Utah Fire
Brush and trees are scorched from a wildfire above Panguitch Lake on June 24, 2017 outside Panguitch, Utah. The fire named the 'Brian Head Fire' started last week and has burned more then 33,000 acres and destroyed 13 homes as of June 24. George Frey/GETTY

At least 18 wildfires blazed across the West and Southwest United States Sunday following a week of record-breaking temperatures, CNN reported Sunday. There are six fires in Arizona, three in Utah, three in New Mexico, three in California, two in Nevada and one in Oregon.

The Brian Head Fire in Utah, named after a town in the southwest corner of the state, is currently the largest fire covering more than 42,000 acres by Sunday morning, KUTV, Salt Lake City, reported. The fire has burned 13 residences and eight outbuildings and is being battled by 996 firefighters, 11 helicopters and 41 fire trucks the Salt Lake Tribune reported. The fire was man-made and started June 17. Eight-hundred residents and visitors have been evacuated from the area.

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"The evacuations are in place indefinitely and more could be coming. They will stay in place until the fire manager feels it's safe,” Brian Head Town Manager Bret Howser told CNN.

Hot and dry conditions have also caused several fires in Northern Utah.

In southern Arizona, a fire covers around 29,000 acres of the Coronado National Forest south of Tucson, the Arizona Daily Star Friday. There are more than 800 people fighting the fire that was caused by a lightning strike June 7. On Friday Arizona Gov. Doug Ducey declared a state emergency and authorized the use of $200,000 of emergency funds to fight the fire.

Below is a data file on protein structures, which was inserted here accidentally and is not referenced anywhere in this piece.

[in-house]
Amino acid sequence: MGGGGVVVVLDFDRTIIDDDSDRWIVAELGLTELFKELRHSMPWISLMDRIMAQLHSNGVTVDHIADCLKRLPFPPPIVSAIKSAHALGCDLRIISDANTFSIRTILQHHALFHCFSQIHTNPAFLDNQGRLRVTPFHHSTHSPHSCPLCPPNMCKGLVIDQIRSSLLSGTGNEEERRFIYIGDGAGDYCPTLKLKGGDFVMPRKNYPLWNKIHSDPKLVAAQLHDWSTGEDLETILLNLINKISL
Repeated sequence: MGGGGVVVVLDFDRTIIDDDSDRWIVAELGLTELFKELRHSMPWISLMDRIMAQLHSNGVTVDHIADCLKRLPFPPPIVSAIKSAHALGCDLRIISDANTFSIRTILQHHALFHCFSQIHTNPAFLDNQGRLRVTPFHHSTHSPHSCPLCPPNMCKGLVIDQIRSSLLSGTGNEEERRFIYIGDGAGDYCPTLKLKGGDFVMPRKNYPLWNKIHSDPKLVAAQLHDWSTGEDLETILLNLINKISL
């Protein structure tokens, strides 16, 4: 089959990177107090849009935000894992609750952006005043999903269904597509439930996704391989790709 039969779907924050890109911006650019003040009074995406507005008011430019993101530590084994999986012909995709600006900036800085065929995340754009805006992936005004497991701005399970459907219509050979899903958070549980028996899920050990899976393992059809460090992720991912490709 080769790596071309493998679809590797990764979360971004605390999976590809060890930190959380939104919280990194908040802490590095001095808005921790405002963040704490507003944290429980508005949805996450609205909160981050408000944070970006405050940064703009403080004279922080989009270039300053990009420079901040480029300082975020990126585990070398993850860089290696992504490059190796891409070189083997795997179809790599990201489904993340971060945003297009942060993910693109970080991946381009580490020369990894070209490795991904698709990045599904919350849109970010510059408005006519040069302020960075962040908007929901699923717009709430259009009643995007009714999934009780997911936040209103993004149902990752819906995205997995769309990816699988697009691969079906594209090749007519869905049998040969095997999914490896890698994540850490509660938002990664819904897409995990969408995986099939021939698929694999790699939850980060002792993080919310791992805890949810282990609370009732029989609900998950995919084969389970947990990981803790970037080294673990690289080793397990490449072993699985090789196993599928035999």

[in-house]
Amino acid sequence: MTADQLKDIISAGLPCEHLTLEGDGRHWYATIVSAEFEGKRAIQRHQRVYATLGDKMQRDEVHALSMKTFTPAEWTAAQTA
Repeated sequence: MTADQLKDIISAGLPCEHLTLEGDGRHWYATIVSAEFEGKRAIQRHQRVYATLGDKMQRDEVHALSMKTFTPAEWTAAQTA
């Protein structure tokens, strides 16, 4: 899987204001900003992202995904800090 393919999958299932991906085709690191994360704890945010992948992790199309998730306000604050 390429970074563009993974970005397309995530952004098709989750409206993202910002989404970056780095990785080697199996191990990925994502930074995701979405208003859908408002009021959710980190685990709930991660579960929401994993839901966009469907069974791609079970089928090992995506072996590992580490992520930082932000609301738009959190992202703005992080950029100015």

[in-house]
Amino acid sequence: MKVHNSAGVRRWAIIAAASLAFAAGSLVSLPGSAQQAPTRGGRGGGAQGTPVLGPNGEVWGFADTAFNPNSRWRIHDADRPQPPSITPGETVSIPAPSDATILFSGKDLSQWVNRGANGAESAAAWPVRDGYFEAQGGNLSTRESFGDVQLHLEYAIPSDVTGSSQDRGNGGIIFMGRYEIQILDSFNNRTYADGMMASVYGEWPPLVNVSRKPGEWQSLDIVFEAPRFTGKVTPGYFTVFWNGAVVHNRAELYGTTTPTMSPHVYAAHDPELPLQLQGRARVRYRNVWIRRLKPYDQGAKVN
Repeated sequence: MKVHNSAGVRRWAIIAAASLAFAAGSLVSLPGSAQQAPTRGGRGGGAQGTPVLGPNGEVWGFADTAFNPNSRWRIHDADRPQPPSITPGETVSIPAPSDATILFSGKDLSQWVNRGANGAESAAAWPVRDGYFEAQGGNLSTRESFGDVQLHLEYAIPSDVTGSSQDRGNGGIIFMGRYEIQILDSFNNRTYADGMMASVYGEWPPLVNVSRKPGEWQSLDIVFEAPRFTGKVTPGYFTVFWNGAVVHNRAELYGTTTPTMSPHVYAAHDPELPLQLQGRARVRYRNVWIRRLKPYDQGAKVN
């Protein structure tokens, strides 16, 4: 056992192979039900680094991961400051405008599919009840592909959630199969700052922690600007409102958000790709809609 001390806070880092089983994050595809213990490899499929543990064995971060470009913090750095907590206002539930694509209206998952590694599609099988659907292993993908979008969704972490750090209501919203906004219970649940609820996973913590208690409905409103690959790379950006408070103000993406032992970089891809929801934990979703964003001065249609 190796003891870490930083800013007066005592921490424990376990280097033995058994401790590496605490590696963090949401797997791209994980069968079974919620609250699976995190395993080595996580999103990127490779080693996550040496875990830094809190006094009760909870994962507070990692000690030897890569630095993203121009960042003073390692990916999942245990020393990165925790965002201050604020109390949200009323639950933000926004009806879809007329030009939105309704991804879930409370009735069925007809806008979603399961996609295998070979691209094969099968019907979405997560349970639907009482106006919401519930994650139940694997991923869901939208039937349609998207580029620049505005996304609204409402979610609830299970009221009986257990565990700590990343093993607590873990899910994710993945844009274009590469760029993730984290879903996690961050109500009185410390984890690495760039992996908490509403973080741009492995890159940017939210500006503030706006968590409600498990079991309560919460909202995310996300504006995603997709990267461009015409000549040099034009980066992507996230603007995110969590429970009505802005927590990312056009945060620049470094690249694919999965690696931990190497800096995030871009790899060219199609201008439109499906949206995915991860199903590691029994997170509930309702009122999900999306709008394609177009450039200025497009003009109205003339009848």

“We thank the many brave men and women who have stepped up and responded to wildfires around Arizona,” Ducey said in a statement. “I’m issuing today’s declaration to make sure they have every resource needed to do their jobs and protect our communities. Public safety is our top priority, and we will continue to coordinate with state and local emergency response officials to keep Arizonans safe."

CNN said 2017 already has outpaced the 10-year average for wildfire damage. As of Thursday, more than 2.5 million acres of the U.S. had burned, around 1 million more than the average at this point in the year. The total number of wildfires is down slightly, however. There had been 27,943 wildfires as of Thursday. The 10-year average is 30,365.

Extreme heat hit parts of Arizona and California earlier this week, adding to the threat of fires. The temperatures in San Jose, California reached 103 degrees and is attributed with the death of two elderly people according to CNN Thursday.

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In Phoenix, several daily records were beaten as temperatures hit highs of 118 and 117 degrees. On Tuesday 50 flights were grounded in Phoenix due to the extreme temperatures according to NPR.

California’s Death Valley reached 127 degrees this week. The highest recorded temperature on earth according to Guinness World Records was set in Death Valley when it got up to 134 degrees in 1913.